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Thousands expected to attend memorial service for Keith Boyer, slain Whittier police officer

Slain officer Keith Boyer is remembered during a vigil at the Whittier police station on Feb. 20. (Michael Owen Baker / For The Times)

Thousands of law enforcement officers, public officials and members of the public are expected to attend memorial services Friday for slain Whittier Police Officer Keith Boyer, who authorities say was gunned down last week by a reputed gang member who had earlier killed his cousin.

Boyer, a 27-year-veteran of the department, will be remembered during a 10 a.m. service at Calvary Chapel Downey. After the service, a law enforcement procession will accompany Boyer’s body to Rose Hills Memorial Park in Whittier for burial.

The 53-year-father of two grown sons was the first Whittier officer in 37 years to be killed in the line of duty.

Since the Feb. 20 killing, his large photo has stood next to a memorial for other fallen officers outside Whittier police headquarters. On Thursday evening, an honor guard stood at attention as a hearse carrying Boyer’s body passed the department on the way to a public viewing at the Whittier Area Community Church.

After Friday’s service, the procession is is expected to begin around noon, traveling east on Imperial Highway to the northbound 605 Freeway, exiting at Pioneer Boulevard and proceeding north to Workman Mill Road before reaching the gates of Rose Hills.

In the aftermath of the shooting, Whittier Police Chief Jeff Piper tearfully paid tribute to Boyer, a close friend who was nearing retirement.

“He was the best of the best,” Piper said.

Boyer joined the department in 1989 as a jailer and dispatcher before being sworn as an officer in 1990. One of his pastimes was drumming for Mrs. Jones’ Revenge, a classic-rock tribute band in Temecula that played at wineries and weddings.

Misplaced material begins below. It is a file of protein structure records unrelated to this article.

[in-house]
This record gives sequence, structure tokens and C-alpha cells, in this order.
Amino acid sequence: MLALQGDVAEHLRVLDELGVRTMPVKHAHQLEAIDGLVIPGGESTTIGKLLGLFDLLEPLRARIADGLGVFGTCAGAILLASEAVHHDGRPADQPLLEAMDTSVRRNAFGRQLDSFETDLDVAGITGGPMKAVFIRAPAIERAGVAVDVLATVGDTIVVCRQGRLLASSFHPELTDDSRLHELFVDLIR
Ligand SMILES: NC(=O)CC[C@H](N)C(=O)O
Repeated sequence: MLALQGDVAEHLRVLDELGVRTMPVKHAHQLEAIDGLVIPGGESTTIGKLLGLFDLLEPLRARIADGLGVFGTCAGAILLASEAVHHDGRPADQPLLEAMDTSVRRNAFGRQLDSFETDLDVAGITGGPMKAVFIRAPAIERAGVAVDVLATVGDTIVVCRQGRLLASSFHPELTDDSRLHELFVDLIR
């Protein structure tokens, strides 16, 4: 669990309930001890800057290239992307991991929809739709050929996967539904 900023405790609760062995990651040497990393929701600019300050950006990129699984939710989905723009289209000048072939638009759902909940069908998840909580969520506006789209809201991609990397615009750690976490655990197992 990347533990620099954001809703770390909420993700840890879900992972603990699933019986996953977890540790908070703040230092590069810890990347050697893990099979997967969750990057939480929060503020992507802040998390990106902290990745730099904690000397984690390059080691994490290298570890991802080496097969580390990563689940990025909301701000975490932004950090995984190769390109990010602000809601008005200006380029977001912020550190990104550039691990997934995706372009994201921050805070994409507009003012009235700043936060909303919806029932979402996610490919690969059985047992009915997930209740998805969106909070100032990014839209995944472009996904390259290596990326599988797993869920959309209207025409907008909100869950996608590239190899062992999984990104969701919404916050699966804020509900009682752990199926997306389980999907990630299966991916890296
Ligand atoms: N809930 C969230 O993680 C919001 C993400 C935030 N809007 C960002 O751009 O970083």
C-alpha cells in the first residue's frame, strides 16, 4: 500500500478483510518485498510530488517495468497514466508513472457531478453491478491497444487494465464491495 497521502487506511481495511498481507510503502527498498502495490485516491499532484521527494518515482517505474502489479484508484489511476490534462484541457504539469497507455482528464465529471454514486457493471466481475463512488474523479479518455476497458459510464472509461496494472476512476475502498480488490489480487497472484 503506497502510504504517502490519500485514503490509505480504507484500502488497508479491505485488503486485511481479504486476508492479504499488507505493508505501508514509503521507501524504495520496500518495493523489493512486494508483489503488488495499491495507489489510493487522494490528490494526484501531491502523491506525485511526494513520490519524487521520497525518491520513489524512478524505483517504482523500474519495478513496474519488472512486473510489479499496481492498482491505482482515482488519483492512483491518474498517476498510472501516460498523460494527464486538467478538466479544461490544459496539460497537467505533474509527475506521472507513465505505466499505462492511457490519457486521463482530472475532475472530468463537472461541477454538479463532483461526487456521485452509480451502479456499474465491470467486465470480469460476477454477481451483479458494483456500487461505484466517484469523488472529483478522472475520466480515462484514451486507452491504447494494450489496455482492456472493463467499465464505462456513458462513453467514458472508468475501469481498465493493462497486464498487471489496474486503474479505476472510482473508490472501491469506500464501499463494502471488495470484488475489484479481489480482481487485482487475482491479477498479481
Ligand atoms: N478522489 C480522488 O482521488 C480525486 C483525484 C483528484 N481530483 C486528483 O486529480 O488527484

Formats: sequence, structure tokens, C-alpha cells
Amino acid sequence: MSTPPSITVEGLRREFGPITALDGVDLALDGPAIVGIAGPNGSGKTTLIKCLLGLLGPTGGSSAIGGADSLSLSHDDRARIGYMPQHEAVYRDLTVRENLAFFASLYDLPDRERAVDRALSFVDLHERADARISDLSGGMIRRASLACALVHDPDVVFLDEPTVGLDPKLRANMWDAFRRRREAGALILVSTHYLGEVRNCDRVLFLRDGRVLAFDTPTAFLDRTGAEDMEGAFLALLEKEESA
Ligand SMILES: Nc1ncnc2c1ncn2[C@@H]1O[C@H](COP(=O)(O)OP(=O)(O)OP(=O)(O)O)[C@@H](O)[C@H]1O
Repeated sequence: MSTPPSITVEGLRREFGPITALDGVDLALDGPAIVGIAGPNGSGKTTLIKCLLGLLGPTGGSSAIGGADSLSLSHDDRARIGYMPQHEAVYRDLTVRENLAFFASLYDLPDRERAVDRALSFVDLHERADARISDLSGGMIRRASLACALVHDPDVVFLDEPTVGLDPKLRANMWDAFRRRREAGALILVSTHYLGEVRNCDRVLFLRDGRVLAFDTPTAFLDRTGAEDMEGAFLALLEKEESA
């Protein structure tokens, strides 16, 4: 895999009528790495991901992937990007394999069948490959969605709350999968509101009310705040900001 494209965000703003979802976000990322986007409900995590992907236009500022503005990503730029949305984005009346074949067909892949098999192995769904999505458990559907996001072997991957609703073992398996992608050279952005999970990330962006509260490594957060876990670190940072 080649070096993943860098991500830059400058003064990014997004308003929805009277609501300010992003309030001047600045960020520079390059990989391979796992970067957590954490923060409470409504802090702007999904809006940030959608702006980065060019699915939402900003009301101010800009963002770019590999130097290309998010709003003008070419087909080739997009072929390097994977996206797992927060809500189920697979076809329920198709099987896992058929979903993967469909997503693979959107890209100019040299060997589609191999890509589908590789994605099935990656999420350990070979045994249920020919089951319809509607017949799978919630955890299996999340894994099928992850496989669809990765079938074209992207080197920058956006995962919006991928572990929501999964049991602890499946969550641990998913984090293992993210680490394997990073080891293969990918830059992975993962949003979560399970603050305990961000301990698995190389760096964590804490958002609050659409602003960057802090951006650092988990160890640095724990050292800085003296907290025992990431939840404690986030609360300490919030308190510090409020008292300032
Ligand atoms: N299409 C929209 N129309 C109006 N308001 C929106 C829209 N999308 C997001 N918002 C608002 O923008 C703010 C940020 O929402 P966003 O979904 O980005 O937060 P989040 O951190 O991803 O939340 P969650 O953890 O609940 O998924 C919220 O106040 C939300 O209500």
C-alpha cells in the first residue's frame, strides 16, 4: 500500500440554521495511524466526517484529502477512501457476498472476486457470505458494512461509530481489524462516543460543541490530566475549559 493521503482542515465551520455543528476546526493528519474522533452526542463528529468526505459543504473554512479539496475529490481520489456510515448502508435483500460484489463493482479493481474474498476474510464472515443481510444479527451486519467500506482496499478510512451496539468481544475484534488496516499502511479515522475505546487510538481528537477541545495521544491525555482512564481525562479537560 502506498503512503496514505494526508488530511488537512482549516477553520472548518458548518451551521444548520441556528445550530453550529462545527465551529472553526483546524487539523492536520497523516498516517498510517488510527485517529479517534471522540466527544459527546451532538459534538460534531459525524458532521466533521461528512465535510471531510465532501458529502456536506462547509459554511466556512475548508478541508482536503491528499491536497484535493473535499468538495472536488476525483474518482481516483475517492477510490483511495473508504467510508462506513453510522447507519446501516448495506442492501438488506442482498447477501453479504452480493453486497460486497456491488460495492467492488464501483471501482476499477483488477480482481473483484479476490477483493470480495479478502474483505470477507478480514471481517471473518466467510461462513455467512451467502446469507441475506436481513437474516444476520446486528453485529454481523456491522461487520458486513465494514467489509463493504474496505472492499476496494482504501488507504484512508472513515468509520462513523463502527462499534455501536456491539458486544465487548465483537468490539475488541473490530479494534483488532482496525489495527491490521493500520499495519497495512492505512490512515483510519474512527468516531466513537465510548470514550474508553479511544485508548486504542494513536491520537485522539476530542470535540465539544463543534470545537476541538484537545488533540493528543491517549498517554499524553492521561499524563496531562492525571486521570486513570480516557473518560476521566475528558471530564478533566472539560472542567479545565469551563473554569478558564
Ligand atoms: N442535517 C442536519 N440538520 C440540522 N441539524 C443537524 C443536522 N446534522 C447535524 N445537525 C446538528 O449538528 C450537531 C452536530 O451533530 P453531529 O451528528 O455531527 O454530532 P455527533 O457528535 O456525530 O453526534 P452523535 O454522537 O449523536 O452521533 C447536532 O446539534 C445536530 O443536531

Boyer was the third Whittier police officer slain in the line of duty in the department’s 100-year history. The Whittier department includes about 128 sworn officers who patrol the cities of Whittier and Santa Fe Springs in southeastern Los Angeles County.

More than 1,000 residents attended a vigil for Boyer at police headquarters the day he was killed.

“This is a very sad day for our officers, the families involved, the Whittier Police Department and our community,” Mayor Joe Vinatieri told the gathering. “But we’re pulling together. And we’re going to take care of these families, and we’re going to take care of this police department.”

On Wednesday, a Michael C. Mejia was charged with capital murder in the deaths of his cousin, Roy Torres, and Boyer.

Mejia, 26, a felon with a history of drugs and violent criminal activity, is accused of killing Torres early Feb. 20 in East Los Angeles before fleeing with his cousin’s car and crashing into two other vehicles at a Whittier intersection.

When Boyer and fellow Whittier Officer Patrick Hazell came to the scene of the accident, they ordered Mejia out of his car. Prosecutors say he opened fire as they approached him.

Boyer was killed and Hazell was wounded. Mejia was also wounded during the gun battle.

If convicted of the charges, Mejia faces the death penalty or life in prison without the possibility of parole. Prosecutors said a decision on whether to seek capital punishment would be made later.

At the time of the killings, Mejia was under the supervision of the Los Angeles County Probation Department. Mejia had been jailed and released for violating probation five times since last summer.